We started designing the characters surprisingly late during preproduction. The reason for that was that we didn't really know how we'd get them into the game. We knew we wanted to retain the hand made clay look throughout, but the techniques at our disposal each came with a different set of advantages/disadvantages.
Stop motion animation would certainly allow us to keep the look of the material, and the animation would keep all the nice little quirky imperfections that comes for free when you do stuff by hand. But having to manually lay bare over 200 individual frames (per character), just seemed too labor intensive.
Lighting the puppet would also be a bit of a chance taking, since the main character has to travel through a number of very different lighting conditions. If we found out that the lighting didn't work once the character was in the game, we would basically have to start over from scratch, reanimating and relighting.
3D-animation solved both those problems but we weren't certain that it would allow us to retain the right material look we wanted. 3D has a tendency to look too clean and generically lifeless.
The two sketches above where both done by Mikael Lindbom from Dockhus Animation. They depict the games main characters Victor and Alicia Neff. Mikael did them early on, just to get the character design ball rolling. And though stellar drawings, the design was a bit too cute and cartoony. The themes in The Dream Machine have quite a dark slant to them, and cute characters with big heads would seem a bit out of place.
On a joking whim, he drew Victor to look like me (Anders). And though I have to admit, there are some similarities, I would never, ever wear a polo neck.
Wanting to steer away from the overly cute expression, we started toying with the idea that every character in the game wore a mask. We didn't have a rationale for it, except for the fact that both Erik and I are very fascinated by masks.
We were hoping that the players would just accept it as a rule of the game universe, that everyone wore masks. But that turned out not to be the case.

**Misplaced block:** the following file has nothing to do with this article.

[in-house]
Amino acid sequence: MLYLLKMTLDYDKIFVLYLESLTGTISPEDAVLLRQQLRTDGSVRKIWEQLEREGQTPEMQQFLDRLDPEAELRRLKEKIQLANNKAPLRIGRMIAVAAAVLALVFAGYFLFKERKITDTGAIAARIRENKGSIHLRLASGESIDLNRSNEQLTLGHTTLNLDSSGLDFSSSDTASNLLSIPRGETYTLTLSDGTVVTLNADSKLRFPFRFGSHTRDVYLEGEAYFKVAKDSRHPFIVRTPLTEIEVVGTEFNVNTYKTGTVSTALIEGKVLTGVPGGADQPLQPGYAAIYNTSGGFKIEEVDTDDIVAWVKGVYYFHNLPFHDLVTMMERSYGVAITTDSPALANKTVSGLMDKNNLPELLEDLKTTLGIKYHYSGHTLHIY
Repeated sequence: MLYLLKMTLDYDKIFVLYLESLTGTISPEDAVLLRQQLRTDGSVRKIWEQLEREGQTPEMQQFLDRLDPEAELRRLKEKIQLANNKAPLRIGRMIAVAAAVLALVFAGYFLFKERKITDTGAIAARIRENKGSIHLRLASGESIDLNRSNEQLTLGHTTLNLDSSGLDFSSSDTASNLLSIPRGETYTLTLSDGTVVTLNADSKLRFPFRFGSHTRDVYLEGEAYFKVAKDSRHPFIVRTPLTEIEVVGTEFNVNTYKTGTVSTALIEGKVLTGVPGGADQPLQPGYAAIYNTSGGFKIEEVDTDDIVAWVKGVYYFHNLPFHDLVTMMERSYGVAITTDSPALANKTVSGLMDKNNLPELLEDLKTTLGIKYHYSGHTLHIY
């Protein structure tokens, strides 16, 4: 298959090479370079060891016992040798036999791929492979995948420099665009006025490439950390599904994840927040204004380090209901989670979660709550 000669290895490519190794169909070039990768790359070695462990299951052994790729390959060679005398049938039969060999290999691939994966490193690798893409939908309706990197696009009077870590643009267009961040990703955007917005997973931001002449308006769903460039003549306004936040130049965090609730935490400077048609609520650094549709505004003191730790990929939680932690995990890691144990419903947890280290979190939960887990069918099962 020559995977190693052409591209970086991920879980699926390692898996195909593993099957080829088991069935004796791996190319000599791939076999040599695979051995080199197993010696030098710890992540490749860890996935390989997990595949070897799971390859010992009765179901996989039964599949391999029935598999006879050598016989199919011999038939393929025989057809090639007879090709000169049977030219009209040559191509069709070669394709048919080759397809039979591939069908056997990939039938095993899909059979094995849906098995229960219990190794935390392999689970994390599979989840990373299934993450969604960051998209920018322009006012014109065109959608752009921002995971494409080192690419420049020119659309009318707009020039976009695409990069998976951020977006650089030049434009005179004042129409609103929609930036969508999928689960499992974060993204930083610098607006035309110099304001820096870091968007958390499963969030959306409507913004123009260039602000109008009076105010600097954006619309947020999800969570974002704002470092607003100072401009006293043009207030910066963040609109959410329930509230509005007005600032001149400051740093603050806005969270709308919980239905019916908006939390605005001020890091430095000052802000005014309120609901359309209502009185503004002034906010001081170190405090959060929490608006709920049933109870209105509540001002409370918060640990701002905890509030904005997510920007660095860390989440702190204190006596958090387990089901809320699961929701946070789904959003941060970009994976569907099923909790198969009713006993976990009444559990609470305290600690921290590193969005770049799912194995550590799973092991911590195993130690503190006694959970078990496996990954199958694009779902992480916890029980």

We wanted to go for an expressive, stylized look for the characters, reducing their features to bare bones geometric shapes. Erik (who did all designs for the characters) did the early test above, and though it has a lot of merits, it came off as too off-puttingly strange; its featureless face a bit too hard to relate to for this to be a suitable design for the lead character.
But we -- being of the opinion that it's better to err on the side of surreal and creepy rather than opting for something blandly cute -- felt that this was a step in the right direction.
These early designs, for some of the other characters in the game, where a lot closer to our intent. But ultimately came off as stylistically a bit too diverse, running a strange gambit between reduced expressionism to the comically cartoony.
Another one of Erik's early tests for the main character. Those of you familiar with 3D animation can probably tell by the pose that by this stage we'd decided to go 3D.
In order to retain the look of the clay material, the character would still have to be built and painted by hand. From a series of turnaround photographs our 3D modeler would try to faithfully recreate the shape of the clay figure and apply a UV map lifted from the photos.
Everybody we showed this early test render to had a similar reaction: "It looks nice, but why is he wearing a mask?" The mask, instead of being suggestively creepy as intended, ended up being a distraction for the viewer. And we soon decided to tone it down.
Honing in on a more final shape, Erik added more features to make the character a bit easier to relate to. The main character in the game, Victor Neff, is supposed to be in his early 30's, so the design just seemed a bit too young.
We also wanted to subtly hint Victor's belonging to the electronic music scene by giving him a nice synth hair-do.
Adding a few years and reducing the overall shape of his face to the simple geometrical triangle, landed us very close to what actually turned out to be the final design for Victor.
Now the only problem that remained was: how do we paint him?
Both Erik and I are huge fans of the movie Blade Runner, and having just seen The Final Cut at our local cinema, it struck us that Harrison Ford wears just about the best looking shirt ever made in that movie.
Not so sure about the tie, though...
And voila! Some work on the detailing and a nice coat of paint later, we had us our leading man!